Persistent phosphors based Sr2MgSi2O7 host lattices and activated with Eu2+ and Dy3+ were developed to provide a blue persistent phosphor that has found wide application in both the aesthetic and functional markets, including, but not limited to entertainment, safety and emergency lighting and in exit signage. However, the applications of these materials are limited mainly due to their initial intensity and length of persistence as these pyrosilicate based materials have a relatively low initial intensity and decay relatively quickly.

Accordingly, it would be beneficial to provide a blue (Sr rich) to yellow (Ca rich) persistent phosphor having a higher initial intensity and slower rate of decay as compared to the prior art pyrosilicate based blue persistent phosphor materials. It would also be beneficial to provide methods of making these blue (Sr rich) to yellow (Ca rich) persistent phosphors as well as articles utilizing such persistent phosphors.

BRIEF SUMMARY OF THE INVENTION

The present invention provides blue (Sr rich) to yellow (Ca rich) persistent phosphor materials having a higher initial intensity, a slower rate of decay and/or longer length of persistence. These phosphors are based on pyrosilicates that have been activated by the addition of combinations of lanthanoid metals, such as, but not limited to, europium, dysprosium, and neodymium. These phosphors have a higher initial intensity, a slower rate of decay and/or longer length of persistence as compared to the prior art.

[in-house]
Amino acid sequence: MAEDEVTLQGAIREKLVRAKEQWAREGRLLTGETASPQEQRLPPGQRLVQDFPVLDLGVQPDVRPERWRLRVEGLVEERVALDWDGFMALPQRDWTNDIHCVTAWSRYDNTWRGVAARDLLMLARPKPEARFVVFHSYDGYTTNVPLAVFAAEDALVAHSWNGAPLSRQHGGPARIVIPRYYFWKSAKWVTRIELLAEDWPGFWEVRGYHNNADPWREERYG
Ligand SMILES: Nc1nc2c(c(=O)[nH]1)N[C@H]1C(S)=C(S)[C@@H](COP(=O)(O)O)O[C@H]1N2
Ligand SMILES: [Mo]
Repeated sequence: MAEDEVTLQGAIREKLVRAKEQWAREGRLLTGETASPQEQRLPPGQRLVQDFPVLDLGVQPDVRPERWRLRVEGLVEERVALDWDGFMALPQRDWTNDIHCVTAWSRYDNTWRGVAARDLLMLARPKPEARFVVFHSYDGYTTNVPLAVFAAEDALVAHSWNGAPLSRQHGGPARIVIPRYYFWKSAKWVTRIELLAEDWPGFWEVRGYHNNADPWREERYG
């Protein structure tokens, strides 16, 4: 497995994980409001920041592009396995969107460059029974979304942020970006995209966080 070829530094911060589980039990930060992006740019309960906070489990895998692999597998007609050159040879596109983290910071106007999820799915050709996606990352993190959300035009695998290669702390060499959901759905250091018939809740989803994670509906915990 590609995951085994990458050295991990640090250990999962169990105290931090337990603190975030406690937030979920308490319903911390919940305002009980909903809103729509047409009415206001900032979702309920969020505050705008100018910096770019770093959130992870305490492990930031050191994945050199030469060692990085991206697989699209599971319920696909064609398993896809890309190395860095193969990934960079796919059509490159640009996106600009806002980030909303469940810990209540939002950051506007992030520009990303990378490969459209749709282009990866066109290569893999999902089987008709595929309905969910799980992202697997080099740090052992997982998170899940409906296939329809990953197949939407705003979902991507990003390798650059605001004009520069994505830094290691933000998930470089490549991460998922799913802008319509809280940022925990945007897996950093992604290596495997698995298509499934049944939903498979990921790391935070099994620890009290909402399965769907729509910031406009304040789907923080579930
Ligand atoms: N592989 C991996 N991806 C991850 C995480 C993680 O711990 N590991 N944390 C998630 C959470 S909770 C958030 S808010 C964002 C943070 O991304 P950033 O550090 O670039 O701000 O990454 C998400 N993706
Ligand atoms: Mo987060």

Accordingly, in one aspect, the present invention provides a material including a phosphor having a general formula of, Aa-b-cBdCe(Of-gNg):Eub, REc wherein A may be Sr, Ca, Ba, or a combination thereof, B may be Mg, Zn, Co or a combination thereof, and C may be Si or Ge or a combination thereof; a is between 1 and 2.0; b is between 0.0005 and 0.1; c is between 0.0005 and 0.1; d is between 0.9 and 1; e is between 2 and 2.1; f is between 6 and 7; g is between 0.001 and 0.1; and RE is Dy, Nd, Er, Ho, Tm, Yb or a combination thereof.

In another aspect, the present invention provides a method for producing a phosphor, the method including the steps of providing amounts of an oxy-nitride-containing compounds of europium, RE, at least one alkaline-earth metal selected from the group consisting of Ba, Sr, Ca, and combinations thereof, at least one metal selected from the group consisting of Mg, Zn, Co and combinations thereof, and at least one metal selected from the group consisting of Si, Ge and combinations there of, wherein RE is at least one of neodymium or dysprosium Er, Ho, Tm, Yb; mixing together the oxy-nitride-containing compounds to form a mixture; and then firing the mixture at a temperature between about 900 C. and about 1700 C. under a reducing atmosphere for a sufficient period of time to convert the mixture to a phosphor having a general formula of, Aa-b-c BdCe(Of-gNg):Eub, REc wherein A may be Sr, Ca, Ba, or a combination of these metals, B may be Mg, Zn, Co or a combination thereof, and C may be Si or Ge or a combination thereof; a is between 1 and 2.0; b is between 0.0005 and 0.1; c is between 0.0005 and 0.1; d is between 0.9 and 1; e is between 2 and 2.1; f is between 6 and 7; g is between 0.001 and 0.1; and RE is Dy, Nd, Er, Ho, Tm, Yb or a combination thereof.